These days, it's the Food, Inc./Forks Over Knives/The Future of Food madness. At this rate we may never eat again.
All kidding aside, I was actually a vegan while in seminary, a lifestyle that was thwarted the minute I stepped off the plane in Chile and was handed a pork sandwich by my new internship supervisor. I wasn't quite sure how to say, "I'm sorry. I live in a country with enough affluence that we have the choice to deny an entire food group." This was 1994 and things in Chile were just starting to look up from Pinochet's regime.
So I ate meat that year -- and gained about 50 pounds, despite walking everywhere I went.
Apparently a slow learner, I returned home a year later a carnivore.
Then I became a Lutheran Pastor. Try being a Lutheran anything and not eating ham. Or meatballs. It can't be done.
When HotNerd and I moved to Chicago 11 years ago, I returned to my herbivorous roots. Sort of. On and off. Here and there.
I was wishy-washy. I would go a year eating meat and then a few without it. Then a few months eating meat; then a few months not eating meat. Typically, my carnivorous bouts were triggered by a vacation to the home of carnivores who doubled as really good cooks.
My vegan bouts were just as maniacal. I'd read a book and BAM! Poor HotNerd would come home to me shoving eggs down the garbage disposal. Then I'd go to a party with a centerpiece of creamy brie cheese topped with caramelized brown sugar and pecans and suddenly I wasn't so worried about the cows' feelings anymore.
Basically, I have been a fair-weather vegetarian my entire adult life.
There's something about my current research, though, that compels me to give veganism my very best effort. This is also the first time that I feel strongly about offering my children all of the information I am consuming so that we can make informed choices regarding our diet as a family.
Now, my kids are pretty good eaters. My youngest has never eaten at McDonald's -- ever! The elder two have been there a few times in their lives, only because other adults have treated them. A couple of years ago, on a road trip, the only place we could find to eat was a Dairy Queen. The kids ate about half their meals and then declared that they were disgusted (I recognize how fortunate we are to have enough options that fast food does not have to be one of them. I am also very well aware that even when we were in the throws of unemployment, we were able to buy fruit and vegetables. Not everyone lives with such luxury).
Regardless, they are offered unhealthy food a lot. Seriously, you parents know what it means to go anywhere nowadays. It seems adults know of only three ways to interact with children: either ask them what their favorite subject is in school, tell them how cute they are, or hand them candy. The biggest culprits in our lives are the supermarket and church. It is no longer sufficient to watch what our children eat by only bringing healthy foods into the home. They are faced with a lot of choices regarding their health every day. And they are old enough to know that their decisions do affect their health.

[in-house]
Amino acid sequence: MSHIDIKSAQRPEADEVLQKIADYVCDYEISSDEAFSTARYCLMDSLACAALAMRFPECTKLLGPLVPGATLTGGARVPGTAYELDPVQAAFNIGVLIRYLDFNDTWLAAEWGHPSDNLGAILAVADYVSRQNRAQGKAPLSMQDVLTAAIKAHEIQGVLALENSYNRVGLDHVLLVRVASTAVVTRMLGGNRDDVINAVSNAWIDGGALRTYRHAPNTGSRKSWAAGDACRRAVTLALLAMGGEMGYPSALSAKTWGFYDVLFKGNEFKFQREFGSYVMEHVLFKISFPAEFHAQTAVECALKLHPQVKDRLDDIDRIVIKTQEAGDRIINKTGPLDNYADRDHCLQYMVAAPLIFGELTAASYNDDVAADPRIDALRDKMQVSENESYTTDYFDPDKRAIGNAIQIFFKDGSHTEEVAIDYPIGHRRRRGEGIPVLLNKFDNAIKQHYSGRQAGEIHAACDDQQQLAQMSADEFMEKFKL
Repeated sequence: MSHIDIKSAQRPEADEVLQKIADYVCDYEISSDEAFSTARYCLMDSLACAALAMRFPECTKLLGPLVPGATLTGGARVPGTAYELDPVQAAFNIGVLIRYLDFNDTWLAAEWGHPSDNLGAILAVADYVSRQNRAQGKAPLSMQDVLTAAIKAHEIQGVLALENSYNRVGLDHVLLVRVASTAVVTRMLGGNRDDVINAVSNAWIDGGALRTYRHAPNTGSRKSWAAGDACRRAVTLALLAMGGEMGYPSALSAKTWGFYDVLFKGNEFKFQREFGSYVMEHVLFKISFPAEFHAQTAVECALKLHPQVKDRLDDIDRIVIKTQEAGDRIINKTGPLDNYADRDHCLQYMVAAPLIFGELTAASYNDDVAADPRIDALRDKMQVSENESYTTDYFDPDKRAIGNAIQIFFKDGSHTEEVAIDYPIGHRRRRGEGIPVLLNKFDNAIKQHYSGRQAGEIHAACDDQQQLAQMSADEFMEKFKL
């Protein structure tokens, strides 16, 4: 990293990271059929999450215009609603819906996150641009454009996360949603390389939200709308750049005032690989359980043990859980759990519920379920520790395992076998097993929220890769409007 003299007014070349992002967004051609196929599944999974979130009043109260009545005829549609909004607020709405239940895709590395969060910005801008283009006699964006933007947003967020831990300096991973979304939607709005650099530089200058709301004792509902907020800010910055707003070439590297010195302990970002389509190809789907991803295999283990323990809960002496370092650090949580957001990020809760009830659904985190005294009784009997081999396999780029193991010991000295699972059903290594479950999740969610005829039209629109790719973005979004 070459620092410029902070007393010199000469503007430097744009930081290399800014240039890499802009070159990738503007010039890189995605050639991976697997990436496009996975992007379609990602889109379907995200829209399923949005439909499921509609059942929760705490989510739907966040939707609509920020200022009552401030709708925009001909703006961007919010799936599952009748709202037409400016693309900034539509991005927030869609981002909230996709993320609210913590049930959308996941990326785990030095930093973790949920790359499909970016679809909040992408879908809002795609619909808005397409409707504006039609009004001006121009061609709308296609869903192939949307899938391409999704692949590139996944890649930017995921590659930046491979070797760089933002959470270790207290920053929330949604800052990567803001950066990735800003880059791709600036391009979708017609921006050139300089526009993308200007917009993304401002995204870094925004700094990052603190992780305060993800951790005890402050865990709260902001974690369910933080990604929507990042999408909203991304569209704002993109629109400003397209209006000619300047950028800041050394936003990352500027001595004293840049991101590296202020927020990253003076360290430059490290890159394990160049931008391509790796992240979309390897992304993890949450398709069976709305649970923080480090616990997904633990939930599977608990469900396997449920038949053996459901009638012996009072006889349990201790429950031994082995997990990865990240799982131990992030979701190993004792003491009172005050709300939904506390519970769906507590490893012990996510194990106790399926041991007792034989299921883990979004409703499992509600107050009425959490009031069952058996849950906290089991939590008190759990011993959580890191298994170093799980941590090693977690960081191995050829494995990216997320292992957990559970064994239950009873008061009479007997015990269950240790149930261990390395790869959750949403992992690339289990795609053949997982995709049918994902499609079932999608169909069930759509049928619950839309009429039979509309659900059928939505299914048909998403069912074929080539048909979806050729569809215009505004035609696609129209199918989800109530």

My eldest does well in limiting sweets, but she will eat all the meat offered to her. Moral issues aside, the blow to health caused by meat is astounding to me (Read The China Study for health concerns and Eating Animals for the environmental and cruelty side of the argument). I shared these issues with her so that she can make her own decisions. She has not eaten meat since. She has had a few eggs purchased from friends of ours who have an organic farm and whose chickens we have observed roaming the farm freely.
My son is not a huge meat-eater, but he loves sweets. He also appreciates the adventures inherent in trying new foods (brains, tongue, squid etc.). He is having the toughest time making a decision and has asked us to make it for him until he is ready to do so himself. We suggested he try eating vegan for a week and see what happens. After one week, he had a slice of pizza with cheese on it that wildly upset his stomach. He told us then that he will be happy eating what we serve and can give up processed sweets as long as I occasionally make my vegan breads, cakes, and cookies. We shall see where this goes, but it sounds like a good compromise for now.
My youngest views all of this from a practical, scientific stand point. That the documentaries we are watching highlight doctors convinces her that the arguments are sound -- for now. She told her violin teacher that the healthiest diet is a "whole foods plant-based diet". She appreciates such verbiage and is, as I write, filming her own documentary about the ills of a modern American teenager's diet (Full disclosure: her favorite snack is and has always been a plate full of romaine lettuce or a bowl of broccoli with a little tamari sauce so this is not a difficult place for her to go).
HotNerd is currently eating about 90% vegan (our friends' eggs and half and half are his only non-plant foods) and I have been back at 100% for two weeks. I am down five pounds from it, despite eating plenty of calories and not being able to exercise due to my injured achilles tendon.
It will be an interesting journey from here on out, especially as the holidays approach. I am glad, though, that we are making these decisions and genuinely struggling through all the issues involved as a family.
*Only some of these statements are embellished.
|My youngest thought this would be a good picture for this post|
as it is a highly processed meat-like product, an example of all
that is wrong with the standard American diet.